Originally Posted by

**Arron** Is this correct?

The dominant term is n!, so we write

$\displaystyle {a}_{n } = \frac{{n}^{4 }+2(n!) }{{n}^{3 }+{(-1)}^{n+1 }(n!) }$ = $\displaystyle \frac{{n}^{4 }/n! +2 }{{n}^{3 }/n! +{(-1)}^{n+1 } } $

Since {$\displaystyle {n}^{4 }/n! $},{$\displaystyle {n}^{3 }/n! $} and { $\displaystyle {(-1)}^{n+1 } $} are all null sequences,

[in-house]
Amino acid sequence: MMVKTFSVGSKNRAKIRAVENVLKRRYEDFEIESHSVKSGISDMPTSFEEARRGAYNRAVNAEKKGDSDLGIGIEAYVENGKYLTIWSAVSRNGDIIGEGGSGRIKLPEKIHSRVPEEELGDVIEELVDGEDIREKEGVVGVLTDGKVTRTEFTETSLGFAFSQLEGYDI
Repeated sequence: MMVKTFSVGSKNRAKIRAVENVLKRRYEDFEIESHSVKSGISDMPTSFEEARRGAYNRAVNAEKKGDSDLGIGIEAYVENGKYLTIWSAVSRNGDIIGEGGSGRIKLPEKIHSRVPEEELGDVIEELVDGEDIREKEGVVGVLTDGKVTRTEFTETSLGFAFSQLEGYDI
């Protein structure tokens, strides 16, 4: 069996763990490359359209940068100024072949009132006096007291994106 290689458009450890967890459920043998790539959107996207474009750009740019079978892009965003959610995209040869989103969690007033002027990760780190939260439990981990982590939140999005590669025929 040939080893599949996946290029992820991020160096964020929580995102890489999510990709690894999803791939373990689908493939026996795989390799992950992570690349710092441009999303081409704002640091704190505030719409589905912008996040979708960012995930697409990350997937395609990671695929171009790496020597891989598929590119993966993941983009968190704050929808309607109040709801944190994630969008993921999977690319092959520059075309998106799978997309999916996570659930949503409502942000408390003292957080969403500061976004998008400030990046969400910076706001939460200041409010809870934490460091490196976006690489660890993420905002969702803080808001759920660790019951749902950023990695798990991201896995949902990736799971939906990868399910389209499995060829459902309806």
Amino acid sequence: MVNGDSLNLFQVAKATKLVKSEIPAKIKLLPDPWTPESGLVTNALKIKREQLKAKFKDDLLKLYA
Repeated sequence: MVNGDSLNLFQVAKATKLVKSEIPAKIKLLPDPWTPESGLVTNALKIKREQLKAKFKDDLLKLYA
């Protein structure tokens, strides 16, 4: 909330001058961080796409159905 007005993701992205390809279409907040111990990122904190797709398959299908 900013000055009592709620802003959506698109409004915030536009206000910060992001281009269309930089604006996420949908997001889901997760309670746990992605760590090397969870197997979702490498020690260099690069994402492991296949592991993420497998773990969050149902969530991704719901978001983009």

$\displaystyle \lim_{n \to \infty} {a}_{n } = \lim_{n \to \infty} \frac{{n}^{4 }/n! +2 }{{n}^{3 }/n! +{(-1)}^{n+1 } } $ = $\displaystyle \frac{0+2}{0+0 } $ = 0

by the Combination Rules.

Hence $\displaystyle {a}_{n } $ converges with a limit 0